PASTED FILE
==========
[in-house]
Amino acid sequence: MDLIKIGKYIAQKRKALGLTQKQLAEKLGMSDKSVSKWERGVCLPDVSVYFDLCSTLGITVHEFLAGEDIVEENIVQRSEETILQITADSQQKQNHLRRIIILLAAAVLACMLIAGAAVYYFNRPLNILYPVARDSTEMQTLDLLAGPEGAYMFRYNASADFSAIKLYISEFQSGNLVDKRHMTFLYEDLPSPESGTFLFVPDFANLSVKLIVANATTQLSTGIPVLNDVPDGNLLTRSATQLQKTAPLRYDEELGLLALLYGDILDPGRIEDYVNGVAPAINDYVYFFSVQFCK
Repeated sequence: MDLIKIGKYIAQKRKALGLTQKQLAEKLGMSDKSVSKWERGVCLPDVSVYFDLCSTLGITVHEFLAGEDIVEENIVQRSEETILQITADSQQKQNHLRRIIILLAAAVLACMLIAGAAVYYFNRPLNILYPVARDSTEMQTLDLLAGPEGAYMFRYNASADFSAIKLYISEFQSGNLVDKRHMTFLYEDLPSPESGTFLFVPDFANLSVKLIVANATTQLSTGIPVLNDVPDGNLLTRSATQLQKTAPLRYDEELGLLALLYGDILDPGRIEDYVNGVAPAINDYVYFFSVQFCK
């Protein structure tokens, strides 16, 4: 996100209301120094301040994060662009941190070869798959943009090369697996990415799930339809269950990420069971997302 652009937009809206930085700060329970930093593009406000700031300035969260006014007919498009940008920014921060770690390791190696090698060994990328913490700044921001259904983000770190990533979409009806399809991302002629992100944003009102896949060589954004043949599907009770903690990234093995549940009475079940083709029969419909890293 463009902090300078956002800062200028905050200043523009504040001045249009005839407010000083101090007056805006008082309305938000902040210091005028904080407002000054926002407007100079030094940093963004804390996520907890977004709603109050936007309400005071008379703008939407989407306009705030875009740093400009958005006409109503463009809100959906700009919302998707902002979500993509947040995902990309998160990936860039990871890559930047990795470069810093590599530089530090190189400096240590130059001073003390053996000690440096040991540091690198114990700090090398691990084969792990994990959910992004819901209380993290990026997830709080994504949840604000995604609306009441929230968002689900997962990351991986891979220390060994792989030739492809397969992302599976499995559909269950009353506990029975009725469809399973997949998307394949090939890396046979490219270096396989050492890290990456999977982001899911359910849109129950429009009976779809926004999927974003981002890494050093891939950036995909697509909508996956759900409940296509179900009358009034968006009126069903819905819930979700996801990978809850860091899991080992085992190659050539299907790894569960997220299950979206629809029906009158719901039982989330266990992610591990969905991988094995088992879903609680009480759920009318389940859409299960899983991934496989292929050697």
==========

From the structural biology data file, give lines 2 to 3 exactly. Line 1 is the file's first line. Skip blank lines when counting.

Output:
Amino acid sequence: MDLIKIGKYIAQKRKALGLTQKQLAEKLGMSDKSVSKWERGVCLPDVSVYFDLCSTLGITVHEFLAGEDIVEENIVQRSEETILQITADSQQKQNHLRRIIILLAAAVLACMLIAGAAVYYFNRPLNILYPVARDSTEMQTLDLLAGPEGAYMFRYNASADFSAIKLYISEFQSGNLVDKRHMTFLYEDLPSPESGTFLFVPDFANLSVKLIVANATTQLSTGIPVLNDVPDGNLLTRSATQLQKTAPLRYDEELGLLALLYGDILDPGRIEDYVNGVAPAINDYVYFFSVQFCK
Repeated sequence: MDLIKIGKYIAQKRKALGLTQKQLAEKLGMSDKSVSKWERGVCLPDVSVYFDLCSTLGITVHEFLAGEDIVEENIVQRSEETILQITADSQQKQNHLRRIIILLAAAVLACMLIAGAAVYYFNRPLNILYPVARDSTEMQTLDLLAGPEGAYMFRYNASADFSAIKLYISEFQSGNLVDKRHMTFLYEDLPSPESGTFLFVPDFANLSVKLIVANATTQLSTGIPVLNDVPDGNLLTRSATQLQKTAPLRYDEELGLLALLYGDILDPGRIEDYVNGVAPAINDYVYFFSVQFCK